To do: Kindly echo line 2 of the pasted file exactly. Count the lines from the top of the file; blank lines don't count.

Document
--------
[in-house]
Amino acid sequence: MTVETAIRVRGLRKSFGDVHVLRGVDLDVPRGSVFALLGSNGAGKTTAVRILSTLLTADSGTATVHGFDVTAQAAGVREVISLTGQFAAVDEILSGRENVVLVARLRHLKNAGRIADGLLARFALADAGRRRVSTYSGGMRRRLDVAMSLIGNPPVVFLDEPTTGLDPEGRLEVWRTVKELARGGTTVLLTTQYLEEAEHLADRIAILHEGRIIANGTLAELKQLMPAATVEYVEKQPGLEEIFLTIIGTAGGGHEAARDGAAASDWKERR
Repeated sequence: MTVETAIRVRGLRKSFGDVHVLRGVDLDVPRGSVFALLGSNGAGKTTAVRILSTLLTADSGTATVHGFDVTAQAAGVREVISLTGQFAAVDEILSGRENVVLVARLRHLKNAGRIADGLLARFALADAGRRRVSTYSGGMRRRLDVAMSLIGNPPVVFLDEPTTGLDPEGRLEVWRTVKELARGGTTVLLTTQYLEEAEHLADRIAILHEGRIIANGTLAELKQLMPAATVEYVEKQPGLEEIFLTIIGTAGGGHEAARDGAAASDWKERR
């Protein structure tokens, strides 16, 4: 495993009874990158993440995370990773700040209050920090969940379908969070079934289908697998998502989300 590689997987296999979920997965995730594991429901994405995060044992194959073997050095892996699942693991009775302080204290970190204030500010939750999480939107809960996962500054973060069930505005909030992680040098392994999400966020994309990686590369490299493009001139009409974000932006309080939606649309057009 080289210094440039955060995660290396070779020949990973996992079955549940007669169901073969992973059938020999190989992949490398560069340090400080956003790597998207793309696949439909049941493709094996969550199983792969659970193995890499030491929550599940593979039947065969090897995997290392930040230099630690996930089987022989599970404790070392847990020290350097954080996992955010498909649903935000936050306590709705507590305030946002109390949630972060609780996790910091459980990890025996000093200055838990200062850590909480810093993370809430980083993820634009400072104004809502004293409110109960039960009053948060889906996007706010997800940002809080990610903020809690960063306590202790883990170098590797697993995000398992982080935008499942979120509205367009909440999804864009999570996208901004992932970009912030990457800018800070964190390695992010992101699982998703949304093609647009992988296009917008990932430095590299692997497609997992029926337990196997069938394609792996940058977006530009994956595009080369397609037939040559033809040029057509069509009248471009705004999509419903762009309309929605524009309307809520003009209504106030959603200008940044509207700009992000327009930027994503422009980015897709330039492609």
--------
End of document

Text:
Amino acid sequence: MTVETAIRVRGLRKSFGDVHVLRGVDLDVPRGSVFALLGSNGAGKTTAVRILSTLLTADSGTATVHGFDVTAQAAGVREVISLTGQFAAVDEILSGRENVVLVARLRHLKNAGRIADGLLARFALADAGRRRVSTYSGGMRRRLDVAMSLIGNPPVVFLDEPTTGLDPEGRLEVWRTVKELARGGTTVLLTTQYLEEAEHLADRIAILHEGRIIANGTLAELKQLMPAATVEYVEKQPGLEEIFLTIIGTAGGGHEAARDGAAASDWKERR